How to Radiate Calm Confidence (without opening your mouth)

Confidence is in the eye of the beholder. It is as much to do with how others see you as to how confident you feel. This means that first impressions really do count. When people perceive you as self-assured, they respond to you accordingly. Bear in mind that people are not telepathic and can only deduce who you may be from what they see and hear. The secret, therefore, is to adopt as many habits that ‘signal’ confidence as possible. Whatever the event you find yourself at, here are 7 of the simplest that you can try out straight away to boost how others see you.


At heart we are still cavemen and women who instinctively inspect faces of strangers for any signs of a potential threat to us in case we need to literally ‘fight or flight’. Our impetus to run relaxes once we see a glimmer of a smile on the newcomer’s lips. As the danger level dwindles, we can let our guard down and engage in small talk.

Take the lead here and follow the Mona Lisa’s example. Wear a gentle smile when you walk into the room. Let your face tell the world that you are friendly, allowing those you meet to recognise you are ‘safe’ to them and can be trusted.

As a side benefit, smiling also signals to your brain that it is happy and therefore releases happy chemicals which make you more relaxed. Win-win all around.


Look at everyone around you right now. I bet you’re looking at a sea of people in varying shades of black and grey. It goes with the season. The less sunlight there is, the darker our clothes become. This is your opportunity to incorporate colour into your appearance. If you consider the natural world, colour equals healthy, vibrant and dynamic — all the things that people are attracted to.

Those who wear colour are perceived as more confident. Level up your appearance through adding brighter colours. Start with painting your nails a daring colour or a bolder scarf or top. If this is not suitable for the environment you are in, try a red lip instead.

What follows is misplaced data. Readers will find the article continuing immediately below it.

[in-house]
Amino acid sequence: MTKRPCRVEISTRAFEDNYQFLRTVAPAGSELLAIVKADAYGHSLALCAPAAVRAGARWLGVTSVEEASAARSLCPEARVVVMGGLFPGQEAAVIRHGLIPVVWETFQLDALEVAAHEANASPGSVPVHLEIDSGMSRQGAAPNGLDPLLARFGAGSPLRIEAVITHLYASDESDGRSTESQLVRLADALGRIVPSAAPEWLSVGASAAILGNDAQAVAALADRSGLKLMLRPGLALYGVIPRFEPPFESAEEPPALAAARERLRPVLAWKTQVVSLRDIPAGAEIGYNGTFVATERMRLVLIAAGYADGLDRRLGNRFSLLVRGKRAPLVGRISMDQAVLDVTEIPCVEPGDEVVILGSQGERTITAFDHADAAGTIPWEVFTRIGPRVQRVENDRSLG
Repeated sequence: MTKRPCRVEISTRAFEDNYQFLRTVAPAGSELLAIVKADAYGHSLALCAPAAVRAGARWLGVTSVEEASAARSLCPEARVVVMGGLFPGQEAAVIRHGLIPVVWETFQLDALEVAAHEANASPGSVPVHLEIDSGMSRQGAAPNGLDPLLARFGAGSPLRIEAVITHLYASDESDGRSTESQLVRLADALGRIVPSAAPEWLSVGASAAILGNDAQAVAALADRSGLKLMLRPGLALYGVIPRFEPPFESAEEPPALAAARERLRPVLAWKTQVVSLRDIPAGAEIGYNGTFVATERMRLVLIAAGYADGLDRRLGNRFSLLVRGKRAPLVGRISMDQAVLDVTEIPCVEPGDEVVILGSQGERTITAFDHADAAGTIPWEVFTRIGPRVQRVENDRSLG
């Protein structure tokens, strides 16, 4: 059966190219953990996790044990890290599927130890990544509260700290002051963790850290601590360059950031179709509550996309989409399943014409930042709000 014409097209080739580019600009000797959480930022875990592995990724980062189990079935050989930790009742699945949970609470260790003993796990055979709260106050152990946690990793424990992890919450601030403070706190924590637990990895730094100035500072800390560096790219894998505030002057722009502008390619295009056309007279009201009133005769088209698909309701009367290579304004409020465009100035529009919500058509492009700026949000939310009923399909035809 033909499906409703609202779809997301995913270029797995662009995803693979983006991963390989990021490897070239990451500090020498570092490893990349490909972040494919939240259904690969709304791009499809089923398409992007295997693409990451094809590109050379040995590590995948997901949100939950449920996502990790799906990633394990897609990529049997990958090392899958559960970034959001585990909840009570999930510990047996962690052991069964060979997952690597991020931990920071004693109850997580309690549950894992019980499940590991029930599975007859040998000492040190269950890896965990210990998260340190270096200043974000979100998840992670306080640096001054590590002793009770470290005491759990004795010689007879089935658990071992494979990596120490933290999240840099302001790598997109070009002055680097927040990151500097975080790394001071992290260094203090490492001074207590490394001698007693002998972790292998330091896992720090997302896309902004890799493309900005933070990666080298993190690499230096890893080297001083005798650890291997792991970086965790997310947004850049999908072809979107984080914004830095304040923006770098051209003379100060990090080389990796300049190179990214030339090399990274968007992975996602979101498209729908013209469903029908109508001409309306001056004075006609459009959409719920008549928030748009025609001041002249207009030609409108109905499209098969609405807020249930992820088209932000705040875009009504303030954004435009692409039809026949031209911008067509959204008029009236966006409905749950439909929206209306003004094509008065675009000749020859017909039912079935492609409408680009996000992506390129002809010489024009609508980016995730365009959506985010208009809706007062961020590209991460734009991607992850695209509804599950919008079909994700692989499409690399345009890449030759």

Rightly or wrongly, people still believe tall people to be more successful. This goes back to the survival of the fittest. Now, we can’t do anything about our height, but we can improve our posture and how we take up our personal space.

First, let’s make ourselves taller. Picture a string pulling through your body and out through the top of your head. Can you feel yourself lifting up slightly?

The second tip is to imagine someone pulling your shoulders backwards so that they might meet behind you. This will open your frame to make you look more impressive since everyone these days tends to hunch over their phones.


If eyes are the windows to the soul, then eyebrows are their cheerleaders, although for years they were unrecognised in our communication toolkit. However, over the last 15 years this has changed, and the power of a good arched brow has been recognised and the eyebrow industry is now worth millions of dollars.

Used wisely, eyebrows can communicate a level of charisma that will win over most people. Raising your eyebrows briefly when you greet someone will inject a level of energy that many will find hard to resist. Try raising your eyebrows when reacting positively and see that reaction that you get.


Hands are important communication tool to express what we are saying. Children use gestures instinctively, as do blind people who don’t even see them.

Charismatic people use their hands to punctuate and amplify their ideas and thoughts. In a study of TED talk speakers, the most popular speakers used twice as many hand gestures as the less popular ones. However, too many gestures can be distracting. A happy medium is to keep your hands in the space from your shoulders to your hips.

If you are not sure whether you use your hands much when speaking, try filming yourself talking a relaxed conversation. If you think you need to use your hands more, start by pointing to your chest when you say ‘I’ to emphasise your points of view.


If you want people to notice you, then wear something different to the rest of the crowd. People can blend easily into the crowd by wearing the same colour (think wintertime) or the same outfit (remember that spotty dress from Zara that was everywhere last year?) so seize the chance to show off your individuality! People are drawn to people who show confidence with creativity. Put on something unique, like that funky necklace you bought on holiday, or the funny t-shirt you got off Etsy. People always come up to me to complement me on my bronze shoes each time I wear them. I then seize the opportunity to start a conversation.


People gravitate to calm people. Consider how well admired Michelle Obama, David Attenborough and Roger Federer are. Calm people are seen as unflappable and in control –essential qualities for modern day leaders in this frenetic world.

To achieve calm, learn to breathe well — into the belly — and regularly. When we become excited or start to panic, we tend to shallow breaths in the chest. This causes our voices to become more high-pitched and not the self-assured tone a confident person uses. Calm people are also more likely to take their time, pausing and breathing between sentences. This also allows everyone else the time to process their words and keep up with the conversation.

So, there you are: 7 simple steps backed by science. Remember that you are in control of what people see and hear. Trust in these tips and watch how people respond to you!

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Previously published at on 19 January 2020

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